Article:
Notably, different optimization algorithms were applied to CCHP systems. Wang et al. (Wang et al., 2010b) employed particle swarm optimization algorithm (PSOA) to optimize the capacity of PGUs and heat storage tank, on-off coefficient of PGU, and ratio of electric cooling to cooling load. Sanaye et al. (Sanaye and Khakpaay 2014) optimized the capacity of gas engine, backup boiler, energy storage tank, electrical and absorption chiller by combining an optimization algorithm with the maximum rectangle method. Kong et al. (Kong et al., 2009) adopted a non-linear-programming (NLP) cost-minimization optimization model to determine the operation strategies for the CCHP system. Bischi et al. (Bischi et al., 2014) employed mixed integer nonlinear programming (MINLP) to determine an operating schedule. Cao et al. (Cao et al., 2020) used owl search algorithm (OSA) to increase the efficiency of the CCHP system, in comparison with the separation production system. Ghersi et al. (Ghersi et al., 2021) adopted genetic algorithm (GA) to optimize the capacity of the CCHP system.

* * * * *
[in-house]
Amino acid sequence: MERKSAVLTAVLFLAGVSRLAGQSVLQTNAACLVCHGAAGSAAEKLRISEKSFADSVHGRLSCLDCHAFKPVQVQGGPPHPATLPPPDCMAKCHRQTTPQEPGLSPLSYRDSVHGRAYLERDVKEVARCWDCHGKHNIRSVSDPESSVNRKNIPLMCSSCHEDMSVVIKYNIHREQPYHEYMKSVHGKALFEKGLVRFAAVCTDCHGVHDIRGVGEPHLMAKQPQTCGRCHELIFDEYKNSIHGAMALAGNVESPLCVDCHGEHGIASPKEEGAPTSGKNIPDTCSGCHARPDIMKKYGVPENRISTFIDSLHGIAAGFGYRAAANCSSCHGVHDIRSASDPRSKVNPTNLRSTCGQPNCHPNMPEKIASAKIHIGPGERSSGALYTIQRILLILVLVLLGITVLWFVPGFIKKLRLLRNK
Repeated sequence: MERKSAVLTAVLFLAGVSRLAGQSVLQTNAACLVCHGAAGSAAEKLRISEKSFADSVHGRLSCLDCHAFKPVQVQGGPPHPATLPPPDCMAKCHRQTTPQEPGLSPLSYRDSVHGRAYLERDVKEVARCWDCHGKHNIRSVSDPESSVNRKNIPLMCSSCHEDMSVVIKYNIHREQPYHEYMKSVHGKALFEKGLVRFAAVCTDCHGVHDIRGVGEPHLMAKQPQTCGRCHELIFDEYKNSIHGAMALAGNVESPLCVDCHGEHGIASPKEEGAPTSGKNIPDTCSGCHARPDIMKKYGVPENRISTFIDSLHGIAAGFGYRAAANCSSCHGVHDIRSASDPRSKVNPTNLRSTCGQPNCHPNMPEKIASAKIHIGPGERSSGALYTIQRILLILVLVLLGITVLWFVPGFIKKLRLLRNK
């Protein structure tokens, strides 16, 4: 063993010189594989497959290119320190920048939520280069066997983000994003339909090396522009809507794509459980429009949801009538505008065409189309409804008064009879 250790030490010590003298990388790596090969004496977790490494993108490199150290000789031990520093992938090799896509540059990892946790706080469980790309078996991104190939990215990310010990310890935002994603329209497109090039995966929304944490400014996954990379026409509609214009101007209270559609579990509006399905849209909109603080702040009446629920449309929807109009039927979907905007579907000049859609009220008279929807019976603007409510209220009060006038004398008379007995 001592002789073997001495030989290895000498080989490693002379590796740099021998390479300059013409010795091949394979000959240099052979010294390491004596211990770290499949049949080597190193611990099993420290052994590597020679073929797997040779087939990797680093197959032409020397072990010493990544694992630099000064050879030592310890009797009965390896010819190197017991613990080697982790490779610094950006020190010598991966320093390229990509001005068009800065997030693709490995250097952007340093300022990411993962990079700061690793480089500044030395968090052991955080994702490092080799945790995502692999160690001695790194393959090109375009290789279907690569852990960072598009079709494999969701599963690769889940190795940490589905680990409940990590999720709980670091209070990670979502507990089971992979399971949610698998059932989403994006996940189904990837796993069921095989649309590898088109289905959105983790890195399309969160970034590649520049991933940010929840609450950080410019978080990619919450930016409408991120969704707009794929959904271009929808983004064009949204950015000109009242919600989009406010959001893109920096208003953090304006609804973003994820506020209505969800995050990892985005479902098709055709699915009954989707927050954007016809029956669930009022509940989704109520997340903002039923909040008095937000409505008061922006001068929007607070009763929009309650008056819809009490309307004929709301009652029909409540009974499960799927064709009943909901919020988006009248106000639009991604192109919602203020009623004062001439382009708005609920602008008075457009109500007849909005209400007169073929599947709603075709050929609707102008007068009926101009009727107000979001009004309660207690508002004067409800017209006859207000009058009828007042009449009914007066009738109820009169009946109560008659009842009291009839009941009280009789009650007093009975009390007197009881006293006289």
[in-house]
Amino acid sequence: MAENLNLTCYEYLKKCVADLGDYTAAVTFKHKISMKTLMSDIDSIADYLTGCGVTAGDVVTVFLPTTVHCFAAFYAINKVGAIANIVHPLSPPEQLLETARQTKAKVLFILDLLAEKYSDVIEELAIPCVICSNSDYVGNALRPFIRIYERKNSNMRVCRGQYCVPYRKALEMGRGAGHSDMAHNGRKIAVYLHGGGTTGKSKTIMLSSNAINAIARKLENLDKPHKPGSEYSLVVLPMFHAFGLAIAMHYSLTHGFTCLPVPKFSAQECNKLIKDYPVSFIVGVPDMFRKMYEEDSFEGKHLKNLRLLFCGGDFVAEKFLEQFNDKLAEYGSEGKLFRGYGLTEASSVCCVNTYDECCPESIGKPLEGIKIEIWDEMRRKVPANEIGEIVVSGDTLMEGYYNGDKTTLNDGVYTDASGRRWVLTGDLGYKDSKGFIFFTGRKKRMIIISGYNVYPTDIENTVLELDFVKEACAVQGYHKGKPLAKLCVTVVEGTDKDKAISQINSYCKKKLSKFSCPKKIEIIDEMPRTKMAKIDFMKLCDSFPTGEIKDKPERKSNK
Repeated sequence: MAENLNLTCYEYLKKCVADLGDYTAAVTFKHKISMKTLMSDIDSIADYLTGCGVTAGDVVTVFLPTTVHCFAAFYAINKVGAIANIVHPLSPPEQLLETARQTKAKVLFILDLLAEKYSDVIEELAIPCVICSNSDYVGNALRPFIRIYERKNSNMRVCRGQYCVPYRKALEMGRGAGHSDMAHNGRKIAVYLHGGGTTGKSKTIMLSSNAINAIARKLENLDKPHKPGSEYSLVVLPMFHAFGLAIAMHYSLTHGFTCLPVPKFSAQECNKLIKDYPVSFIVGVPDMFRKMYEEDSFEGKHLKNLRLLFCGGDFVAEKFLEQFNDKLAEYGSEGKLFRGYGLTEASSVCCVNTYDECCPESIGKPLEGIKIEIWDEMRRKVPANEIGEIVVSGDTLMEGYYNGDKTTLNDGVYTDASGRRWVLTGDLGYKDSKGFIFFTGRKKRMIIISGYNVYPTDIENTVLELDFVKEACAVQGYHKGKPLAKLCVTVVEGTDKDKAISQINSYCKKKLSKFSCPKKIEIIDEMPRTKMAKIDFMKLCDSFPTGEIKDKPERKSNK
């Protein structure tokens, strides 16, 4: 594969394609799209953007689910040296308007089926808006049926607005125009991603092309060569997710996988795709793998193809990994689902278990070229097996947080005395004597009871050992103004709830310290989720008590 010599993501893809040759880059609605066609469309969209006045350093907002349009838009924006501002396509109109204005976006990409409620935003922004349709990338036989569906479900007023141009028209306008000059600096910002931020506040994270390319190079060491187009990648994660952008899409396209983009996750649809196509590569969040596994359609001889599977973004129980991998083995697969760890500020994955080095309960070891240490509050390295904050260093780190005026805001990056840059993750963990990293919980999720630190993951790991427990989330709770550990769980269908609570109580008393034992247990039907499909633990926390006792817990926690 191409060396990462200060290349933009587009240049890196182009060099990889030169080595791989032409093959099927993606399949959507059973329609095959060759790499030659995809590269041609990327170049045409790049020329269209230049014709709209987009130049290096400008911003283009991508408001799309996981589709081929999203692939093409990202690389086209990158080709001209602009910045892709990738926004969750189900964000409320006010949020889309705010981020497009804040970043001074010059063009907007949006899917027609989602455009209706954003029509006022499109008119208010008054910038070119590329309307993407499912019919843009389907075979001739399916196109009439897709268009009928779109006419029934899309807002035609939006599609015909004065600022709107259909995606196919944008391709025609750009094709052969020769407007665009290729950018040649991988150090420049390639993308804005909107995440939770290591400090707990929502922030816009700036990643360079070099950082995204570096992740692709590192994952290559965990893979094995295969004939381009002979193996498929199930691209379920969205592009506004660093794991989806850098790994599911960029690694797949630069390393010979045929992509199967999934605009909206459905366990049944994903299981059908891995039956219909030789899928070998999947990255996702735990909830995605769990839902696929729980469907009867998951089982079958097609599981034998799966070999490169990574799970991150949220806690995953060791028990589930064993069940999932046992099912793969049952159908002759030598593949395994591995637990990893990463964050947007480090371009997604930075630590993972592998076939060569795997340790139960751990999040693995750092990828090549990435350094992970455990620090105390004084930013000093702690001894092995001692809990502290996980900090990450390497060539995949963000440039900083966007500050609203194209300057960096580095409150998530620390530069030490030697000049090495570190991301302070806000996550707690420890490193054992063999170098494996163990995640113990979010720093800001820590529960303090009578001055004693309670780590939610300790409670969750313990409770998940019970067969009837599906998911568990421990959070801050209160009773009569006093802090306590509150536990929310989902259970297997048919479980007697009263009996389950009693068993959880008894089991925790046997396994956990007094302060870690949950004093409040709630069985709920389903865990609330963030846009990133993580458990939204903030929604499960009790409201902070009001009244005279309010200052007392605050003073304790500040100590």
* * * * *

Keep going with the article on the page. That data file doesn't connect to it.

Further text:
Conventional optimization is based on economy, and the most important parameter affecting economy is electricity price. Different electricity price mechanisms have different effects on the investment cost, operating cost, and energy saving of the CCHP system. Generally, to simplify calculations, most researchers used a fixed electricity price mechanism (Li et al., 2020; Soltani et al., 2020). Some researchers used time-of-use (TOU) electricity price to improve CCHP system utilization efficiency and reduce investment and operating costs (Wu et al., 2014). However, only a few studies have been conducted on the STOU electricity price mechanism. Seasonal price refers to an electricity price mechanism that reflects the cost of power supply in different seasons. The main purpose is to suppress the excessively rapid growth of electricity load during peak seasons to reduce investment and operating costs. However, only a few studies have been conducted on the combination of peak-valley and seasonal electricity price mechanisms.